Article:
Collapsed Blue Sky faces $100m demand from lenders


Blue Sky representatives said they were shocked over the Oaktree demand given it had only provided the debt, in the form of a convertible note, ten months ago. The details of the make whole payment are detailed in documents relating to the issuance of the note.

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Blue Sky’s deteriorating financial position over the past 10 months led to it breaching its debt agreement with Oaktree twice this year already but still there were hopes that its lender would continue to provide waivers.

A fight between Oaktree and other Blue Sky representatives over the make whole payment could lead to a delay in any restructure or rebirth of the group.

Under the terms of the debt deal, Oaktree had the right to convert its debt into Blue Sky equity capped, at 30 per cent of share capital on issue. The directors of the Brisbane-based Blue Sky also appointed representatives from insolvency group Pilot Partners as voluntary administrators to the group on Monday.

A separate listed Blue Sky entity, the Blue Sky Alternative Access Fund has not been placed in administration or receivership.

Blue Sky has been in strife after research reports by independent analysts and short sellers pointed out serious concerns about how the group valued assets it was managing, including the valuation on tech start ups Shoes of Prey and Vinomofo. Shoes of Prey went under earlier this year.

Blue Sky Alternative Investments’ Robert Shand says investors gain an insider advantage.

It is also facing possible class actions and has seen the departure of a raft of senior executives including former managing director Rob Shand. The group was led by Kim Morison until January before Joel Cann took over the top job.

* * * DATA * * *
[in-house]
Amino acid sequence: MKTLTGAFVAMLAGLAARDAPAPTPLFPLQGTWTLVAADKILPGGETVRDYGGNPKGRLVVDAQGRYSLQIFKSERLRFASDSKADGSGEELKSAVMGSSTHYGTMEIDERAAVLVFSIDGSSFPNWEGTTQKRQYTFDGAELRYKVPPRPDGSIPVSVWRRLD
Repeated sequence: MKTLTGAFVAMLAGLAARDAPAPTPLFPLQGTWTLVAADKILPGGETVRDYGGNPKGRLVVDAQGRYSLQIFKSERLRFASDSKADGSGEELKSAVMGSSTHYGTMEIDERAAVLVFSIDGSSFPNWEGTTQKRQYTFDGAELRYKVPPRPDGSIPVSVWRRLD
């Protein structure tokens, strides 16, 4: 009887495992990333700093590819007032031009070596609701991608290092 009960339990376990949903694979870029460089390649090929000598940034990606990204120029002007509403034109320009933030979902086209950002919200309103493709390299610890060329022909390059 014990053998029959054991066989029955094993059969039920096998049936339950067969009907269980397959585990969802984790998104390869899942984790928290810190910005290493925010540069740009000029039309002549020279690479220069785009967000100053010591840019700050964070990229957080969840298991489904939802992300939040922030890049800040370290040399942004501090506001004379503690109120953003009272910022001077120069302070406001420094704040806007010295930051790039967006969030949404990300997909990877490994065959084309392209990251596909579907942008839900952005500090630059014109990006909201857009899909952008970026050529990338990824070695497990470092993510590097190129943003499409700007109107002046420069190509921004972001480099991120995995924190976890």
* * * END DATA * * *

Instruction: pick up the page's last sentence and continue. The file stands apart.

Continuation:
Only last week, Blue Sky announced that it believed an investigation by the corporate regulator had been completed with no action being taken against the group.

Blue Sky Alternative Assets has no corporate debt apart from the convertible note. In March 2018, it raised $100 million via a placement of new shares at $11.50 a share.  Its shares were trading at 18.5c ahead of its receivership. Funds managed investment houses BT Investment Management and Fidelity Investments are significant shareholders in the group.  Group founder Mark Sowerby also has a significant stake in the group.

Blue Sky founder Mark Sowerby still retains a significant stake in the group.

Blue Sky founder Mark Sowerby still retains a significant stake in the group. Credit:Glenn Hunt

KordaMentha partner Mark Korda said the group would continue to operate as usual while a strategic assessment is undertaken.

“The appointment will not affect the day-to-day operating activities of Blue Sky and its investment management business subsidiaries,” Mr Korda said.

“Existing management and key contacts for relevant stakeholders, employees and unitholders will continue to be in place as per normal.”

The company’s directors appointed administrators from Brisbane group Pilot Partners on Monday morning. Pilot Partners was advising the company on Sunday but has not provided any earlier assistance to the group.

“The appointment of voluntary administrators will best facilitate a restructure of the public company,” administrator Brad Hellen told The Age and the Herald.

Sarah Danckert is a business reporter.

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